It's a fairly good time to be what we once referred to as "the elderly." They're still some of our most recognizable and influential celebrities: Paul McCartney in music, Clint Eastwood in the movies, Barbara Walters on television, all of them over 70, if not 80. Whatever the young man's game, you're likely to find some old men and women still playing it.
One exception: sports. Therein lies the comedic premise of "Grudge Match," in which two retirement-age boxers step back into the ring. What's more, the movie's two charismatic stars are famous for playing boxers: Robert De Niro, 70, won an Oscar as the volatile middleweight Jake LaMotta in 1980's "Raging Bull," while Sylvester Stallone, 67, remains inseparable from his role as the fictional Rocky Balboa over six films (a seventh is reportedly on the way).
"Grudge Match," directed by Peter Segal ("Get Smart"), frequently nods to the actors' past roles. Stallone plays Henry "Razor" Sharp, a Pittsburgh fighter with a cantankerous old trainer (Alan Arkin). De Niro plays Billy "The Kid" McDonnen, now the paunchy owner of the Knockout restaurant. Years ago, Razor canceled their much-hyped matchup and retired -- something to do with a woman named Sally (Kim Basinger) -- but 30 years later, a squirrelly promoter, Dante Slate Jr. (Kevin Hart), wants them to finally face off in a bout called "Grudgement Day."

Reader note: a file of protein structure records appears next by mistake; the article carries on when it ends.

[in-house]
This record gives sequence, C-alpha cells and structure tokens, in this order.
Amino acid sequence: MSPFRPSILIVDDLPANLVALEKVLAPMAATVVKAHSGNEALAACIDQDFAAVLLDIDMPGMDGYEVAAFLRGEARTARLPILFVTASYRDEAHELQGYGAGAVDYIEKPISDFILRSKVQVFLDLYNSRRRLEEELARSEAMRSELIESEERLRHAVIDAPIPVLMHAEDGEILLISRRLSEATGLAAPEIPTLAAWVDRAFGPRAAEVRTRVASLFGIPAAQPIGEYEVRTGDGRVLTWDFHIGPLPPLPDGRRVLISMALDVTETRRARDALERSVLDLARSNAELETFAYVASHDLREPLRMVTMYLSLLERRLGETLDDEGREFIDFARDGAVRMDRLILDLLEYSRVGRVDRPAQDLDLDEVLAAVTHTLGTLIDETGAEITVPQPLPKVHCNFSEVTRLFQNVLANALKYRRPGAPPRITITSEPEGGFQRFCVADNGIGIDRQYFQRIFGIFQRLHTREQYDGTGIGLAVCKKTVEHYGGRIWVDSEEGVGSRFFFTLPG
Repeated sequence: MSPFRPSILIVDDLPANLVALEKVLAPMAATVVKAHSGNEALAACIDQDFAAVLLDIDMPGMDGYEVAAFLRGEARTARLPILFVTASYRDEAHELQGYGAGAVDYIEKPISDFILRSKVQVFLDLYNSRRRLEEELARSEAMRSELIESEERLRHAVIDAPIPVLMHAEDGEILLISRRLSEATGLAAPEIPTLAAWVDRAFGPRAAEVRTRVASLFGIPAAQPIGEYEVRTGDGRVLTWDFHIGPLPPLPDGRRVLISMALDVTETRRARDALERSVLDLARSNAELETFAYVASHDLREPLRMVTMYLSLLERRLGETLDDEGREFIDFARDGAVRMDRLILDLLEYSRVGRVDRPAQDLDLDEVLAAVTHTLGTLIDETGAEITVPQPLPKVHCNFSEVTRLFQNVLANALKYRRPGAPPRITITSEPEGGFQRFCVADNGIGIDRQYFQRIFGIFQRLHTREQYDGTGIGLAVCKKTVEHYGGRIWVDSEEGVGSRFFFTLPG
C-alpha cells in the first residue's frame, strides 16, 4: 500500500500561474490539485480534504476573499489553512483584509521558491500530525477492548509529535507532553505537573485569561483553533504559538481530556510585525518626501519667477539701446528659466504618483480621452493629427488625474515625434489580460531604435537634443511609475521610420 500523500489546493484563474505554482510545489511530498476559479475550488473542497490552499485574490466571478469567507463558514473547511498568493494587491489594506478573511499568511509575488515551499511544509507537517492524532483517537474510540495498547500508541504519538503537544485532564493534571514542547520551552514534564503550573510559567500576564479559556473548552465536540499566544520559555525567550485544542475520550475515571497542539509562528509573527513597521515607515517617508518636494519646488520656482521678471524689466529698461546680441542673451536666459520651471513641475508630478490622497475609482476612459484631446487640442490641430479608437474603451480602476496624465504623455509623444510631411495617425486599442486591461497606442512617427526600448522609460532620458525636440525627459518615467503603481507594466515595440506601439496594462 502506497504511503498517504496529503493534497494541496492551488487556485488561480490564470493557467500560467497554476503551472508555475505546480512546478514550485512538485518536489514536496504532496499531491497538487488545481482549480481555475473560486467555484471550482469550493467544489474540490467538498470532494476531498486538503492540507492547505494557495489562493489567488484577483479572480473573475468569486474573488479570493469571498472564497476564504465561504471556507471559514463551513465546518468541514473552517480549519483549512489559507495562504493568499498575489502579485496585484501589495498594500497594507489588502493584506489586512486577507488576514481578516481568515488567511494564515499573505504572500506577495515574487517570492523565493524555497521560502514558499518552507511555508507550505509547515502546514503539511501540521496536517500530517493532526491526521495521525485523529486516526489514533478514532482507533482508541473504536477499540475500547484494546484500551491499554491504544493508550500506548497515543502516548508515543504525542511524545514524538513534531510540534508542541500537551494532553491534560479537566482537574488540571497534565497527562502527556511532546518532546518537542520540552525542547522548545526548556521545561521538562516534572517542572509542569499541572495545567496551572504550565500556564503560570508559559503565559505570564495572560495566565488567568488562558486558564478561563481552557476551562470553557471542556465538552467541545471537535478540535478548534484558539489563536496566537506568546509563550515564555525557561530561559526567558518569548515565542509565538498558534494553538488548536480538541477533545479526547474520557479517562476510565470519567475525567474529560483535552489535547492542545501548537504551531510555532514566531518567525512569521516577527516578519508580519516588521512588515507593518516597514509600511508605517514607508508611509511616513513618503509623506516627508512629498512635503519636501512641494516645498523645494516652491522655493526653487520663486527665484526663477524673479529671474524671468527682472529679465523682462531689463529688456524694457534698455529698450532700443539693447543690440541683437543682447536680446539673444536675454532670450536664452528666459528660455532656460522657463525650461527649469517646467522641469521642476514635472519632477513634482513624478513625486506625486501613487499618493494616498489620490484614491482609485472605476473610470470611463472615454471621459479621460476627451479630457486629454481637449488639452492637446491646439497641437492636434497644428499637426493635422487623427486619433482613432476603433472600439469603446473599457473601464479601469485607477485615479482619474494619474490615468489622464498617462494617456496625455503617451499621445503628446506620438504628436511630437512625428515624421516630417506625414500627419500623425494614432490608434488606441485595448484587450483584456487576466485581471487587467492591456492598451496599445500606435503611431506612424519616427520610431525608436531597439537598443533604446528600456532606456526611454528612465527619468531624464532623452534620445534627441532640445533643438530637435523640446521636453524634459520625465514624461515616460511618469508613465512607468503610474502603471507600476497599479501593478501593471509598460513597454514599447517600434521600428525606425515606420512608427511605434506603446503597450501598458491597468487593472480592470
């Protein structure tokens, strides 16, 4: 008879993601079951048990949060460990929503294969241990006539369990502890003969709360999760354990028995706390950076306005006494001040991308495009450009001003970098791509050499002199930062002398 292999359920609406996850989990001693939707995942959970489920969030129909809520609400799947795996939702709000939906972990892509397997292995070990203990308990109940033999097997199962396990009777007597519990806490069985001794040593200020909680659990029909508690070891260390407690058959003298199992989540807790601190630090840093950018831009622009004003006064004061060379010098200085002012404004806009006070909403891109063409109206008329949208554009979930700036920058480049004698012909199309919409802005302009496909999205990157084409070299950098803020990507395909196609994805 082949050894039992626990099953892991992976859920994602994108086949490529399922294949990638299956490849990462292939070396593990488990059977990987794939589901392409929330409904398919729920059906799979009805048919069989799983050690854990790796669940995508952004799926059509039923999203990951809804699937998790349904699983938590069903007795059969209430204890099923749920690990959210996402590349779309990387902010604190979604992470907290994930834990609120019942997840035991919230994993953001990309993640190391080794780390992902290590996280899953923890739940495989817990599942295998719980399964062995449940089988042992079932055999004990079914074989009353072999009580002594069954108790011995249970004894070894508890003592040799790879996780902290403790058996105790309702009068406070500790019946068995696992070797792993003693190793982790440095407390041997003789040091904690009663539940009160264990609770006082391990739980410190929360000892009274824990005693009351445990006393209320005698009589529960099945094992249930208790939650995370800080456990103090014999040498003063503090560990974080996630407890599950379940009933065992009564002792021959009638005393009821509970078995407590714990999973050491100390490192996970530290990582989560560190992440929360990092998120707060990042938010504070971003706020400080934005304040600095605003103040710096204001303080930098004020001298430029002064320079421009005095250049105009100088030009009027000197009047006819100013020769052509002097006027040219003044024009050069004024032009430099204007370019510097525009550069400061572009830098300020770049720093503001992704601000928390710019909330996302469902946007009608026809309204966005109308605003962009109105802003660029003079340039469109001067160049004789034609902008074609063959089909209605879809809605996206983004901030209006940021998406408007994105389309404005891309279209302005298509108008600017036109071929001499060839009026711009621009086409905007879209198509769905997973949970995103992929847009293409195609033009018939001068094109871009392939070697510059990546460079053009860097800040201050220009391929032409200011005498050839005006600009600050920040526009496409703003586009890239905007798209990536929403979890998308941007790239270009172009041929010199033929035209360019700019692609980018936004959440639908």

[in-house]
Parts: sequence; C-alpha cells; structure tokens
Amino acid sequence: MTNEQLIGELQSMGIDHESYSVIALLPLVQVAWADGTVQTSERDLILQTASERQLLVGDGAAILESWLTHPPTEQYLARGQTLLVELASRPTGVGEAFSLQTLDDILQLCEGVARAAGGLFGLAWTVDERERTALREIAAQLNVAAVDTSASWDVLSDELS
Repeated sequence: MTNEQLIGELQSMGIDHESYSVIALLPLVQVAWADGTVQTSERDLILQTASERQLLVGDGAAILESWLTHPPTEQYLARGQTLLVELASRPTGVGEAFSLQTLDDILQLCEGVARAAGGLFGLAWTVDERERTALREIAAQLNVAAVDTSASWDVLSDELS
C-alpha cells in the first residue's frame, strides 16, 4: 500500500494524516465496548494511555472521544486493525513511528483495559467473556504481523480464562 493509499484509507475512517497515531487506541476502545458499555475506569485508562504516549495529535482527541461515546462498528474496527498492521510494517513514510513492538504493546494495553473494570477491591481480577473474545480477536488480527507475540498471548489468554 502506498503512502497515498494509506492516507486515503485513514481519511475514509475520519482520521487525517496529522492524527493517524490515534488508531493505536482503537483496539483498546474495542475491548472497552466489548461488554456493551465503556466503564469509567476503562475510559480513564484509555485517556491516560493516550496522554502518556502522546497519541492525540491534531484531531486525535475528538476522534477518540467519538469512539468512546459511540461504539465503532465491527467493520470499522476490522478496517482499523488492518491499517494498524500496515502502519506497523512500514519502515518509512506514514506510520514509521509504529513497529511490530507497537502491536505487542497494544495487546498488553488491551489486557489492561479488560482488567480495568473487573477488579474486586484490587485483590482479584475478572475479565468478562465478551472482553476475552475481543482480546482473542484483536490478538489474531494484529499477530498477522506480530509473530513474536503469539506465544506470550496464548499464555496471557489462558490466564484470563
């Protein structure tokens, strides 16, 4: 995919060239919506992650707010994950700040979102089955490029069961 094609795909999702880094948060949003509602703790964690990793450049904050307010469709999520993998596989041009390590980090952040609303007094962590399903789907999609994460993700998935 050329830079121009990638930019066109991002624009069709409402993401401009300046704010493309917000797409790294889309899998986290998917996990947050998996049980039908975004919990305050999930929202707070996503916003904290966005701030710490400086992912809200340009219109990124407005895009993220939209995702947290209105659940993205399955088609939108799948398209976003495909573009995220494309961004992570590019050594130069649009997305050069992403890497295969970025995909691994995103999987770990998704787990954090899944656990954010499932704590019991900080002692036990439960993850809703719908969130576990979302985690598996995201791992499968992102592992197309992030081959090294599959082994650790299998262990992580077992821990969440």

These are cute ideas, but after cracking a couple of Ben-Gay and Life Alert jokes, "Grudge Match" wanders into dramatic territory from which it never returns. Razor rekindles his soggy romance with Sally while McDonnen re-connects with his surly son, B.J. (Jon Bernthal), but these mechanical subplots (the script is by Tim Kelleher and Rodney Rothman) can't make us care about the characters. It's never clear who's fighting for what or why, and when the main event arrives, we've stopped caring.
That final bout, in which two grandparent-age men hit each other, can be a somewhat ghastly thing to watch. By that point, however, "Grudge Match" has wasted its two talented stars so badly that it almost counts as elder abuse.
PLOT Two lifelong boxing rivals, now in their 60s, get back in the ring.
RATING PG-13 (language, violence)
CAST Sylvester Stallone, Robert De Niro, Kim Basinger
BOTTOM LINE Putting Rocky and the Raging Bull in one movie is a cute idea, but the weak punch lines and flat-footed performances will make you throw in the towel.